So it makes perfect sense to involve this “muscle memory” concept at every possible turn in the process and that’s why restaurants and hotels have meetings before every shift to discuss continuous improvement issues that arise during work shifts.  A process without communication for a proper path forward is a process doomed to failure.  At the Marriott we had daily shift meetings and we were encouraged to participate as we would have a feeling of owning a piece of the process.  Any time you’re engaged and fully ensconced in the decision-making process is when a team becomes free of alloidial feeling and produces amazing results.

Great food from a great hotel!
Always remember: put things back where they belong, always clean up your mess straight away, set up your station the proper way with food AND dish wares, promptly return/replace anything you borrow and communicate, communicate, communicate.  My ongoing education in becoming a professional cook has turned a crucial and fundamental page during my time at the Marriott.  I’m starting to wrap my arms around processes combined with food preparation and cooking that will enable me to trudge further down the culinary path to a dream of having my own place some day.  I say “trudge” because it’s a long road without shortcuts and this will be my biggest lesson to learn thus far.

Have a great day and never give up!

Mark (Sparky)

Tuesday, January 21, 2014

Learning to be a professional cook (4th in a series)


Learning to be a professional cook (4th in a series)

In my transition from the Omni Severin Hotel to the Marriott Hotel in downtown Indianapolis; I will experience stark contrasts immediately.  The two hotels couldn't be any more different in the fact that the Omni drips elegance and opulence at every turn whereas the Marriott is built for speed and volume as it is located across the street from the convention center.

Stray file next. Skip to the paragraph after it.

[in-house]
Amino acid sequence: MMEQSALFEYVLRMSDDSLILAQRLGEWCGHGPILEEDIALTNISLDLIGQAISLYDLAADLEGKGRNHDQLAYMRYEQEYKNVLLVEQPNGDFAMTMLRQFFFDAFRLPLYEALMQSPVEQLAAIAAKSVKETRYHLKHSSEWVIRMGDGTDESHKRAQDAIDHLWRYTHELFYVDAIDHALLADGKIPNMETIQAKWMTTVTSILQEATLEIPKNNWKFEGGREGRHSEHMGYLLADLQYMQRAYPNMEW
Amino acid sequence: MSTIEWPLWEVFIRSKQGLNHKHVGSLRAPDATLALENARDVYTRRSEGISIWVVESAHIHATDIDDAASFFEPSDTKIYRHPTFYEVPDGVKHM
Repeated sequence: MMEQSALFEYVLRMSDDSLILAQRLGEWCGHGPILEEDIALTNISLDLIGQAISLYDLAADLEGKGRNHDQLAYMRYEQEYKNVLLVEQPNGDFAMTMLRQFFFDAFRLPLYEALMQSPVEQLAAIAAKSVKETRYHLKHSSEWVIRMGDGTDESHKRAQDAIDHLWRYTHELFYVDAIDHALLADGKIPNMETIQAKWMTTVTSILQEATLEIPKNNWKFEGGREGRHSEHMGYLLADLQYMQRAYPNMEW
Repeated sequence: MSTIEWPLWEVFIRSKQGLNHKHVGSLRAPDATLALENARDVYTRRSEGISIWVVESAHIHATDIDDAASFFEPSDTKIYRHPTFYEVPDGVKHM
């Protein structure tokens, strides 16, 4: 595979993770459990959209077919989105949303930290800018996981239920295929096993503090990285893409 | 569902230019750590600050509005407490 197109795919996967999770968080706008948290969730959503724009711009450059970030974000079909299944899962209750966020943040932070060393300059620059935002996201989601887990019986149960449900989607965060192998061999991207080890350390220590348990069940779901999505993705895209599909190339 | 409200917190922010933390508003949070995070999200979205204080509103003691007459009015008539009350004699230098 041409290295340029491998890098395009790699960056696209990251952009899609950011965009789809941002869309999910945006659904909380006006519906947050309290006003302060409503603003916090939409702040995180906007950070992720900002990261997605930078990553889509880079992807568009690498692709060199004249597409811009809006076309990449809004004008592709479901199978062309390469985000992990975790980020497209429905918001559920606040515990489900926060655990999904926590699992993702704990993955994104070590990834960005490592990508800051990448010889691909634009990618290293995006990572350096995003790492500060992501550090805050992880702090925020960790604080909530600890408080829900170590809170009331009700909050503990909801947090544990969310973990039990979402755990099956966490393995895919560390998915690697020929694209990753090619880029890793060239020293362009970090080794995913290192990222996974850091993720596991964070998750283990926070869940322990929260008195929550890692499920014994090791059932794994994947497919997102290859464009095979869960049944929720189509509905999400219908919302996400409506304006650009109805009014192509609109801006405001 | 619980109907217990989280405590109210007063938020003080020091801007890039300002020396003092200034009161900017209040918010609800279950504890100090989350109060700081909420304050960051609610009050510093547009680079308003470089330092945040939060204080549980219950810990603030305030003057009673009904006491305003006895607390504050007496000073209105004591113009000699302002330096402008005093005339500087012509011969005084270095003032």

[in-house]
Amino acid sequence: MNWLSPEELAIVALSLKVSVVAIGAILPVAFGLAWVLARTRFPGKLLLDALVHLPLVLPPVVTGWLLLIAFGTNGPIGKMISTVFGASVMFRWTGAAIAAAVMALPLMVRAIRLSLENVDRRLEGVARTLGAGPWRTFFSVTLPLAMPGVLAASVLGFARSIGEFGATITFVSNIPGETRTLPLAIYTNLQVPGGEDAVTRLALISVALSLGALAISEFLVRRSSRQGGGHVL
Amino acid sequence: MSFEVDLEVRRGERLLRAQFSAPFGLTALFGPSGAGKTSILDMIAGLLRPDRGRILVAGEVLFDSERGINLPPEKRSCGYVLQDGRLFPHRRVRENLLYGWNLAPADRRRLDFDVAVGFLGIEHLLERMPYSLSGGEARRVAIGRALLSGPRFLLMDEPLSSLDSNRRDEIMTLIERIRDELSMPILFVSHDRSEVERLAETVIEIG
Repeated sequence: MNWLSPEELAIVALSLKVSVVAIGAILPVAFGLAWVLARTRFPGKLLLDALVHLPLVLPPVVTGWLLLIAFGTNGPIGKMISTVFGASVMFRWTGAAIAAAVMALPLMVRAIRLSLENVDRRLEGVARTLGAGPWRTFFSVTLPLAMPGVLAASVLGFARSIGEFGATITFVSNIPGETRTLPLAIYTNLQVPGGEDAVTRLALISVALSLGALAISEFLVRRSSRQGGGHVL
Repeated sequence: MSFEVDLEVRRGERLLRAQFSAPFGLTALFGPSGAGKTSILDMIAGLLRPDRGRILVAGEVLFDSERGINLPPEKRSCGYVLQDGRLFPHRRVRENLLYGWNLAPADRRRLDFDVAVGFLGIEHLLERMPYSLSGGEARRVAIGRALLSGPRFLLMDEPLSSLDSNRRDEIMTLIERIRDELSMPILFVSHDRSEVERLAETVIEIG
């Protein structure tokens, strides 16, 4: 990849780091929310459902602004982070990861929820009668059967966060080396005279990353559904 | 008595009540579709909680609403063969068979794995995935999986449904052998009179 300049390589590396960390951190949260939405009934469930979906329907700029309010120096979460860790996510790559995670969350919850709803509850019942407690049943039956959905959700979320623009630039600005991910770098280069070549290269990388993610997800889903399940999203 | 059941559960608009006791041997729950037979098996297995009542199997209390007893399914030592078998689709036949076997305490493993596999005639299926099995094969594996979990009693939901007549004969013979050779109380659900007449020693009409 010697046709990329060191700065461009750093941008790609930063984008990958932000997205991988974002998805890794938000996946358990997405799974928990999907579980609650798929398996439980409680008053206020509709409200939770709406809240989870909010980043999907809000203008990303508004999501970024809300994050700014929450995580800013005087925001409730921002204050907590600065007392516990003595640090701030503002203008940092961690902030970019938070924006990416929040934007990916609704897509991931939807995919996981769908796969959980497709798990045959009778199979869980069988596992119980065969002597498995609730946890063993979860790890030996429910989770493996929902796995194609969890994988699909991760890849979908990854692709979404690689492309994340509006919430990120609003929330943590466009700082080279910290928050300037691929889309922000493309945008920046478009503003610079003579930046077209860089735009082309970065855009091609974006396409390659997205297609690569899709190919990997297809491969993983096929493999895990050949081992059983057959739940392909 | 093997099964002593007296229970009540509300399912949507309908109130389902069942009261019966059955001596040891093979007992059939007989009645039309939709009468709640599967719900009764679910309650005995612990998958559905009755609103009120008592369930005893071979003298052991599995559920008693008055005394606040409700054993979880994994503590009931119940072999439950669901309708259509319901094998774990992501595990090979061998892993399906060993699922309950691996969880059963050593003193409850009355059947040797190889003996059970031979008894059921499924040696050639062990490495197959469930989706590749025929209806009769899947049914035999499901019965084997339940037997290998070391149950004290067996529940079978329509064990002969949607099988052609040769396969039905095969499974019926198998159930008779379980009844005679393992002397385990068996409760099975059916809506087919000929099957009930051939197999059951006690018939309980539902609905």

Just finished the first shift being on my own (approx. 1:00 am).
Large conventions create a ton of revenue for the Marriott and a ton of stress for the hotels kitchens within the immediate vicinity (ours included).  This stress doesn't have to be a bad thing so much as opportunities; an opportunity to learn new things like speed and efficiency or managed chaos (yes, this really exists).  What I mean by “managed chaos” is that a plan or approach is always in place when a group checks into a hotel. 

We must initially realize that each plan will change and change often.  The staff must be flexible enough to go with the flow and manage these changes on the fly (look at change as chaos).  The best teams manage these events with ease, skill and grace.  The staff at the Marriott did so in earnest and with the appearance of a skillful regiment of culinary champions.  First and foremost, what kind of group is it – firefighters? A Church group?  Medical convention?

"Buck-snort"  Kevin
I’ve learned that firefighters will consume a lot of beer and eat a lot of meat like steaks and chicken wings.  In addition, church groups seem to navigate toward after dinner desserts (especially ice cream) and medical folks will seek out very fine dining albeit outside of the hotel.  At first I felt a bit out of sorts with the medical folks as I felt our fine dining offerings were quite nice but I later learned that it’s all about perception. 

Hotel restaurants billed as fine dining options are often ignored for an opportunity to get out and explore the city in which people are visiting.  I get that and often did the same thing when I was traveling for my past career.  Learning the psychology of travelers fascinated me and I, seemingly, learned nuggets of wisdom every day.